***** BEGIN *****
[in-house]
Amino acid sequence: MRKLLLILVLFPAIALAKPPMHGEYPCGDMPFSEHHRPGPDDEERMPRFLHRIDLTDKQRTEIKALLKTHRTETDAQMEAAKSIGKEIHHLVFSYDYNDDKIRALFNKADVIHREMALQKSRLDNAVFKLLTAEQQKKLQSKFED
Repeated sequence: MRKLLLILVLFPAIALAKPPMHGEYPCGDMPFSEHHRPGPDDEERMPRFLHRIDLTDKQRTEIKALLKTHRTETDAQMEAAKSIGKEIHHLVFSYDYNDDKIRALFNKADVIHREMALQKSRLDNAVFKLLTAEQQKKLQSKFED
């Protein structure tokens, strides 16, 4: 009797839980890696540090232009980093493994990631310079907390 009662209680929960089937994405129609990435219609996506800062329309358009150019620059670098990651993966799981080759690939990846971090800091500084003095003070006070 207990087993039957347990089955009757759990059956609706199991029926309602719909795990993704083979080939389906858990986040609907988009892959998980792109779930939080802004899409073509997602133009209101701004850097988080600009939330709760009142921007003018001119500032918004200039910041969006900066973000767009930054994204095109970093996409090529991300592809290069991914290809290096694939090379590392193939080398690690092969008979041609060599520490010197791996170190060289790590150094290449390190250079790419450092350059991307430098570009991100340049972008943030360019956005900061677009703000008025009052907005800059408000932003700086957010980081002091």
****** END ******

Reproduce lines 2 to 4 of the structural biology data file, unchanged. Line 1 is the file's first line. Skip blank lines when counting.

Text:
Amino acid sequence: MRKLLLILVLFPAIALAKPPMHGEYPCGDMPFSEHHRPGPDDEERMPRFLHRIDLTDKQRTEIKALLKTHRTETDAQMEAAKSIGKEIHHLVFSYDYNDDKIRALFNKADVIHREMALQKSRLDNAVFKLLTAEQQKKLQSKFED
Repeated sequence: MRKLLLILVLFPAIALAKPPMHGEYPCGDMPFSEHHRPGPDDEERMPRFLHRIDLTDKQRTEIKALLKTHRTETDAQMEAAKSIGKEIHHLVFSYDYNDDKIRALFNKADVIHREMALQKSRLDNAVFKLLTAEQQKKLQSKFED
């Protein structure tokens, strides 16, 4: 009797839980890696540090232009980093493994990631310079907390 009662209680929960089937994405129609990435219609996506800062329309358009150019620059670098990651993966799981080759690939990846971090800091500084003095003070006070 207990087993039957347990089955009757759990059956609706199991029926309602719909795990993704083979080939389906858990986040609907988009892959998980792109779930939080802004899409073509997602133009209101701004850097988080600009939330709760009142921007003018001119500032918004200039910041969006900066973000767009930054994204095109970093996409090529991300592809290069991914290809290096694939090379590392193939080398690690092969008979041609060599520490010197791996170190060289790590150094290449390190250079790419450092350059991307430098570009991100340049972008943030360019956005900061677009703000008025009052907005800059408000932003700086957010980081002091």